Mark Armour recently challenged us to write about our favorite common cards. For me, two cards from the 1971 Topps set immediately came to mind.
Growing up in Sacramento, the 1971 cards were really the first I collected and, as an Indians fan, my favorite player was Vada Pinson. To this day he remains one of my favorites. The 1971 Topps card shows him sliding into home against one of the greatest catchers of the era — Thurman Munson of the Yankees, wearing his Yankee cap, not a helmet, on his head. Totally old school. Plus I loved action shots as a kid and seeing your favorite player in that shot keeps it ingrained in your mind.
That year was Pinson’s second with the Indians and he had a small resurgence in his base stealing, nabbing 25 that year after stealing in the single digits the previous two years. Vada came up with the Reds, and in 1959 at age 20 led the National League in runs scored and doubles. He followed that up two years later by coming in third in the MVP voting, part of a decade-long run of stardom in Cincinnati. He ended his career with 2757 hits, just short of the magic number of 3000.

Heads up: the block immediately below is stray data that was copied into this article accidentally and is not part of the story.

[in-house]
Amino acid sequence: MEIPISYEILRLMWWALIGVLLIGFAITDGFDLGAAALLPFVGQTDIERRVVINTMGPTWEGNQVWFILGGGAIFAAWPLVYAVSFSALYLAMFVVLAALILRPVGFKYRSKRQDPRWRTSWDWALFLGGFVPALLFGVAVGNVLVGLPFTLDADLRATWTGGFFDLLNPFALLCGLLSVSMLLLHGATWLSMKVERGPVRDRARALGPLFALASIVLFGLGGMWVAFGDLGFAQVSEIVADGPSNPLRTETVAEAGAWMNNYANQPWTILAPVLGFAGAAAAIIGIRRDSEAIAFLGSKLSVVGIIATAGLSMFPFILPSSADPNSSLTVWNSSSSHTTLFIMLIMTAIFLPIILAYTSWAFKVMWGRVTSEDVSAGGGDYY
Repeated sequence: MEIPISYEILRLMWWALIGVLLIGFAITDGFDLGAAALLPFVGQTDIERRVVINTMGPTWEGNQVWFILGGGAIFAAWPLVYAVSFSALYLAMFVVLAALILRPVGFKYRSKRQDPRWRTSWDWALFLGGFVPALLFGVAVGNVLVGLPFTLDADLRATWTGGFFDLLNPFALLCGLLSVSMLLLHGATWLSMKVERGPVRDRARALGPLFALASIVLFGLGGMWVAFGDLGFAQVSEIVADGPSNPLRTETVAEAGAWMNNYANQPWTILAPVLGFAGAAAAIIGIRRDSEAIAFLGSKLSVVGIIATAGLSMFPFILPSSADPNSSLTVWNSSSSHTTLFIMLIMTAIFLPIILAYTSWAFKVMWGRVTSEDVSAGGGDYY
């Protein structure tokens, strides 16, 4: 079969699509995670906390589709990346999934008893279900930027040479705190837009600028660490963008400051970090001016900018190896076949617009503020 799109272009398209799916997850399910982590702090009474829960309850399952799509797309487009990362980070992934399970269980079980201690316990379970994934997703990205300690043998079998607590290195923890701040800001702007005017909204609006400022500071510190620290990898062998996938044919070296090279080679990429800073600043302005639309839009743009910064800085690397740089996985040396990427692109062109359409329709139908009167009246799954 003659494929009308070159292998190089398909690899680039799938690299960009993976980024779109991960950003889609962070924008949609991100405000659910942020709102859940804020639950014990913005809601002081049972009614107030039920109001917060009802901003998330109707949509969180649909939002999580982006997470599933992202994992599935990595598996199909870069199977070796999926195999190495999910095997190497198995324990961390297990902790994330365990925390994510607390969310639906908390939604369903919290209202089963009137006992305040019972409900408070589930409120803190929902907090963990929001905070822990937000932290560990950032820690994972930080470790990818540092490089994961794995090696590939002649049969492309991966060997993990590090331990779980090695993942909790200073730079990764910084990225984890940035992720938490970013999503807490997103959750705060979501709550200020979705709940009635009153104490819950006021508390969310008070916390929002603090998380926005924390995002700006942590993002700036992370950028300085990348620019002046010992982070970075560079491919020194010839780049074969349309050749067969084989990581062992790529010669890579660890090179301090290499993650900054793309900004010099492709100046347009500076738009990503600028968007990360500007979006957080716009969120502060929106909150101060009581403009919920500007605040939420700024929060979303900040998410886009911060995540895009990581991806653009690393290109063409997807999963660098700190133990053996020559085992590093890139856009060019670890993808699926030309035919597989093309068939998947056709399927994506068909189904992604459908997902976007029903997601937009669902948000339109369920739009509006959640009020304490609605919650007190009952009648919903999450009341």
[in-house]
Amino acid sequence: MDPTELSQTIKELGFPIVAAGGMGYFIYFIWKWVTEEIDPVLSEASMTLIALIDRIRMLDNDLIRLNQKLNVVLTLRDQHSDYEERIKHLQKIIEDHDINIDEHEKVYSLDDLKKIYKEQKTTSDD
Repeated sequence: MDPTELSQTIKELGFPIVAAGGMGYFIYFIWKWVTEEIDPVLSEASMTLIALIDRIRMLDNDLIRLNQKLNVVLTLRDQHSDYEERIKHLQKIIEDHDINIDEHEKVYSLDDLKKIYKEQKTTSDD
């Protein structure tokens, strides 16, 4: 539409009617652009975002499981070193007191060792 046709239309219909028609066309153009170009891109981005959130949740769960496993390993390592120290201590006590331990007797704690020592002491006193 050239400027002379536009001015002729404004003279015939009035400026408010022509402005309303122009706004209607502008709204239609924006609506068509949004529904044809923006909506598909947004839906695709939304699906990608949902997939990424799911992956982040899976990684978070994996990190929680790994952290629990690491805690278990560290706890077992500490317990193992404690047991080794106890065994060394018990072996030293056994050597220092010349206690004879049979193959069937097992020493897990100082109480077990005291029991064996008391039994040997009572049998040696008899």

I loved those old simple Indians uniforms. This card I think about more often than I probably should.
Another card from that set I loved was this Felipe Alou, taking a full swing in those beautiful Oakland A’s uniforms, his number 8 showing for the camera. Just the color of that card was, and still is, mesmerizing. Alou moved around a lot when I was a kid, and he eventually landed with another of my favorite teams — the Montreal Expos — in 1973, their first decent team. Felipe will always have a special place in my heart, but this card is just flat out gorgeous.
The 1971 Topps set was the first that showed action photos as part of the regular player cards. There are many in this set I could choose, but Pinson and Alou are my choices. Both cards will remain in my memory forever.